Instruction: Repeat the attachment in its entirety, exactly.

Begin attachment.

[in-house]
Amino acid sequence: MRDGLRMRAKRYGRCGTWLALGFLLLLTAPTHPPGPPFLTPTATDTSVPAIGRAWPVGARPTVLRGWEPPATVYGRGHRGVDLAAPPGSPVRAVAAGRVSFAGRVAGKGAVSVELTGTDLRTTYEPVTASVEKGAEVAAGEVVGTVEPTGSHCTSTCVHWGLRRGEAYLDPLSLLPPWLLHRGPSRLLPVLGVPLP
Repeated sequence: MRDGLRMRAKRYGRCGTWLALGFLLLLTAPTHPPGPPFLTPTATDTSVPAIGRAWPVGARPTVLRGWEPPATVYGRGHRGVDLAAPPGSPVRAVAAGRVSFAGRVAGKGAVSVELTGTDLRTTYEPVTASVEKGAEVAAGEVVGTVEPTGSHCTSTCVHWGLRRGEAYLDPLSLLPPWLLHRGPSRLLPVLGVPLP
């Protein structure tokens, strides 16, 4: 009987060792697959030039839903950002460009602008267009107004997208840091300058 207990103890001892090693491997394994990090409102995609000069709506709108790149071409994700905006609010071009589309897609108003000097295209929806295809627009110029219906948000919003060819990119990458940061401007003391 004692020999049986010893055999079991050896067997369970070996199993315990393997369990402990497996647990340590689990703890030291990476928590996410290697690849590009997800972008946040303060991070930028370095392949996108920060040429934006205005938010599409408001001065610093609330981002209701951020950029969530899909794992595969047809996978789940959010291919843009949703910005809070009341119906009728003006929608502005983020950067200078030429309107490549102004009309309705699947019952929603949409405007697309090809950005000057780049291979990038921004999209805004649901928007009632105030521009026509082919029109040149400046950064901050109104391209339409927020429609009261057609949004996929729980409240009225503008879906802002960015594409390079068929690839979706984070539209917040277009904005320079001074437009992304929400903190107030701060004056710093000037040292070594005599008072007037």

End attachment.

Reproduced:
[in-house]
Amino acid sequence: MRDGLRMRAKRYGRCGTWLALGFLLLLTAPTHPPGPPFLTPTATDTSVPAIGRAWPVGARPTVLRGWEPPATVYGRGHRGVDLAAPPGSPVRAVAAGRVSFAGRVAGKGAVSVELTGTDLRTTYEPVTASVEKGAEVAAGEVVGTVEPTGSHCTSTCVHWGLRRGEAYLDPLSLLPPWLLHRGPSRLLPVLGVPLP
Repeated sequence: MRDGLRMRAKRYGRCGTWLALGFLLLLTAPTHPPGPPFLTPTATDTSVPAIGRAWPVGARPTVLRGWEPPATVYGRGHRGVDLAAPPGSPVRAVAAGRVSFAGRVAGKGAVSVELTGTDLRTTYEPVTASVEKGAEVAAGEVVGTVEPTGSHCTSTCVHWGLRRGEAYLDPLSLLPPWLLHRGPSRLLPVLGVPLP
């Protein structure tokens, strides 16, 4: 009987060792697959030039839903950002460009602008267009107004997208840091300058 207990103890001892090693491997394994990090409102995609000069709506709108790149071409994700905006609010071009589309897609108003000097295209929806295809627009110029219906948000919003060819990119990458940061401007003391 004692020999049986010893055999079991050896067997369970070996199993315990393997369990402990497996647990340590689990703890030291990476928590996410290697690849590009997800972008946040303060991070930028370095392949996108920060040429934006205005938010599409408001001065610093609330981002209701951020950029969530899909794992595969047809996978789940959010291919843009949703910005809070009341119906009728003006929608502005983020950067200078030429309107490549102004009309309705699947019952929603949409405007697309090809950005000057780049291979990038921004999209805004649901928007009632105030521009026509082919029109040149400046950064901050109104391209339409927020429609009261057609949004996929729980409240009225503008879906802002960015594409390079068929690839979706984070539209917040277009904005320079001074437009992304929400903190107030701060004056710093000037040292070594005599008072007037």